Dov Moran’s world of total connectivity – Haaretz Daily Newspaper | Israel News

He invented the revolutionary “portable hard disk”, the DiskOnKey, and sold his company for $1.6 billion, making himself tens of millions of dollars in the process. Dov Moran could have comfortably retired, written his memoirs and devoted himself to playing bridge. Instead he set out to change the world, again.

And one last thing about Dov Moran, the inventor of the flash drive: 

Dov Moran: Executive Profile & Biography – BusinessWeek

Mr. Moran is a Co-Founder of msystems Ltd. He served as Independent Consultant in computer industry from 1984 to 1989. He served in Israeli Navy for seven years and was Director of its microprocessors department.

Well isn’t that ironic…

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Why our kids will never be patient

A little random one here. “John Cheese” from Cracked wrote an article about how our children (as in, the current Gen Y) will grow-up. It’s really strange to think that, having grown-up in the 90s, we have experienced a few things that 21st century kids will never know – like arguing about a fact that you can’t look up, having to share a phone line and an internet connection between a few different people, getting lost and having to ask for directions/struggle with a paper map, miss an episode of your favourite TV show or even use technology to store and transmit data physically – like videotapes, CDs and books.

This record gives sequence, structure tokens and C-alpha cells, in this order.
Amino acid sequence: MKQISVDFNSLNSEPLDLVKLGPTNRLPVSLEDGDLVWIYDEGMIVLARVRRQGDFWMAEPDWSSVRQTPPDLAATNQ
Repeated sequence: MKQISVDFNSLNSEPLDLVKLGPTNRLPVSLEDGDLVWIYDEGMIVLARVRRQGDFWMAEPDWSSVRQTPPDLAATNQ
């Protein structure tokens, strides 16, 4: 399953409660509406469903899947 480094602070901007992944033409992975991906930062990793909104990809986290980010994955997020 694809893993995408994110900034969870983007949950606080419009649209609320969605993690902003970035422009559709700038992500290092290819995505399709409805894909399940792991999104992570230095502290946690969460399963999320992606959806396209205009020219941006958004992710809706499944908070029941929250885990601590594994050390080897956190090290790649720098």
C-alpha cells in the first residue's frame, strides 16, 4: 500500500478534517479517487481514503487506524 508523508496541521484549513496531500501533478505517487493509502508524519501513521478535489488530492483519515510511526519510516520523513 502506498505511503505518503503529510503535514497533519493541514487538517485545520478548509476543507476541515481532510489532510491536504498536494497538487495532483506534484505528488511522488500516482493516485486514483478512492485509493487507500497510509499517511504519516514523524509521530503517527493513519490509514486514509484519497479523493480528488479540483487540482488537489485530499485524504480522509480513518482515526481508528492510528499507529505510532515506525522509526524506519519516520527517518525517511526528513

It’s a scary thought really – our kids will be used to having access to absolutely everything, all the time. Their attention spans will be even shorter and they will need constant stimulation or they will become bored and fidgety – I have already seen this with my 5-year-old cousin, who cannot cope if she is without an electronic game for 5 mins, she hasn’t learned how to amuse herself like children used to have to.

There is definitely some value in having to wait for things and needing to figure them out for yourself, rather than having the answer given to you all the time. Sure, it doesn’t seem like it when you’re actually going through the process, but paying attention for extended periods makes a whole lot of otherwise impossible things possible. I guess we’ll need to figure-out a way around it, maybe it’ll require being those cruel parents who don’t let their kids near the iPad until they have read a book and built a model airplane or something…

6 Things Our Kids Just Plain Won’t Get |

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Irans Attacks

Iranian technology at its finest

A good little story to finish off the week.

Earlier in the week, Iran announced on its state media that its scientists had just developed the world’s first actual flying saucer. Whether or not they are planning to abduct dumb rednecks from Texas was not confirmed.